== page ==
Atlanta's Morning News Anchors

Local News

  • Georgia’s new hands-free driving law is coming and coming soon, folks — it’s time to get ready.  “Get a mount, get used to it, get used to getting that phone out of your hands,” WSB Radio traffic reporter Mark McKay said. IN-DEPTH: What’s legal and what’s not under Georgia’s distracted driving law Gov. Nathan Deal signed the Hands-Free Georgia Act — which prohibits motorists from handling their cellphones while driving — into law last month and it goes into effect July 1.  With that in mind, McKay, Mark Arum and their colleagues at News 95.5/AM750 WSB hosted a roundtable discussion Tuesday night with other representatives from the radio station, Channel 2 Action News and The Atlanta Journal-Constitution, as well as law enforcement and government officials and other experts. They answered a full range of questions from “traffic troopers” in the studio audience, other listeners and readers and from social media. If the roundtable made anything clear, it’s that there’s still a lot of confusion about the law, what’s allowed and what isn’t. The long and short of it: You’re not allowed to hold your phone. Drivers, though, can still talk and text and listen to music, as long as they’re using hands-free technology. GPS systems can be used as long as drivers are not holding their phones. And while law enforcement agencies have discretion about whether or not to issue warnings instead of citations, but there is no formal grace period. “This is really gonna save lives in Georgia,” state Rep. John Carson, R-Marietta, who introduced the bill, said during a call into the roundtable. Find more do’s and don’t’s below, and return to The Atlanta Journal-Constitution, WSB Radio and and Channel 2 Action News for more coverage. PROHIBITED:  *Holding or supporting a wireless device with you hand or body *Recording video *Watching a video or movie *Writing, sending or reading text messages while holding your device ALLOWED:  *Speaking or texting with hands-free technology *Wearing and using a smart watch *Using an earpiece to talk on the phone *Using in-vehicle systems for all purposes *Using a GPS system or mapping app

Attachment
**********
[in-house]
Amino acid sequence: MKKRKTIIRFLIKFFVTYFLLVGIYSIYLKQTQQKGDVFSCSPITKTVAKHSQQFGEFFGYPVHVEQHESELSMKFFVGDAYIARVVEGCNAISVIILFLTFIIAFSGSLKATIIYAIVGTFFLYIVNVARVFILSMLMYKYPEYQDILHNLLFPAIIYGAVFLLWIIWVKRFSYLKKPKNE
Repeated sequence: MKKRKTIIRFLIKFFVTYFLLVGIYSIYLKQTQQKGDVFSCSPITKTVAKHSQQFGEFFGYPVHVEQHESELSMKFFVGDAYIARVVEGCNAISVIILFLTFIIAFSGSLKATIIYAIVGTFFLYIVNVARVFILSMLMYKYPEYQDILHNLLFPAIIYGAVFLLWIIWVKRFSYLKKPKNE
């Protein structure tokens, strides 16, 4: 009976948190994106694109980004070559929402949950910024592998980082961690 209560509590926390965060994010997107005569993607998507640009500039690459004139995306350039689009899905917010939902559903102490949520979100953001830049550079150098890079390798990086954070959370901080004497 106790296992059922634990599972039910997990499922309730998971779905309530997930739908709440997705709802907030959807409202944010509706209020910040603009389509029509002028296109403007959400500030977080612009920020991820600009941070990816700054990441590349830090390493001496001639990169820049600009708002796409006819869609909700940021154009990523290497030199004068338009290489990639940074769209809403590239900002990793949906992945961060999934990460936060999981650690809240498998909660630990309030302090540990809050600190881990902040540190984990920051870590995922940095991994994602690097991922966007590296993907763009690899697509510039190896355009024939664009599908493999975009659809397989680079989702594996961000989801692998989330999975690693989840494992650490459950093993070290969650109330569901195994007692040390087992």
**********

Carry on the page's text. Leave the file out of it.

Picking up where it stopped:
• Beginning July 1, Georgia motorists will have to put down their phones while they’re driving, thanks to the new Hands-Free Georgia Act signed by Gov. Nathan Deal. The law prohibits motorists from holding their phone while driving. You can still talk and even text while you’re driving – as long as you’re using hands-free technology.  The law has sparked a lot of questions - like, can I still listen to music on my phone while I drive? We’ll answer them from 7-9 p.m. Tuesday on WSB Radio and livestream on wsbradio.com and WSB Radio's Facebook page. Mark Arum and Richard Elliot will co-host a discussion of the law with WSB’s “traffic troopers” -- Doug Turnbull and Mark McKay -- and a live studio audience. Also on the show will be the legislation’s author, state Rep. John Carson, R-Marietta, and WSB Radio legal analyst Phil Holloway.  The live show also will stream at wsbtv.com and ajc.com. To send questions via Twitter, use the hashtag #HandsFreeGA.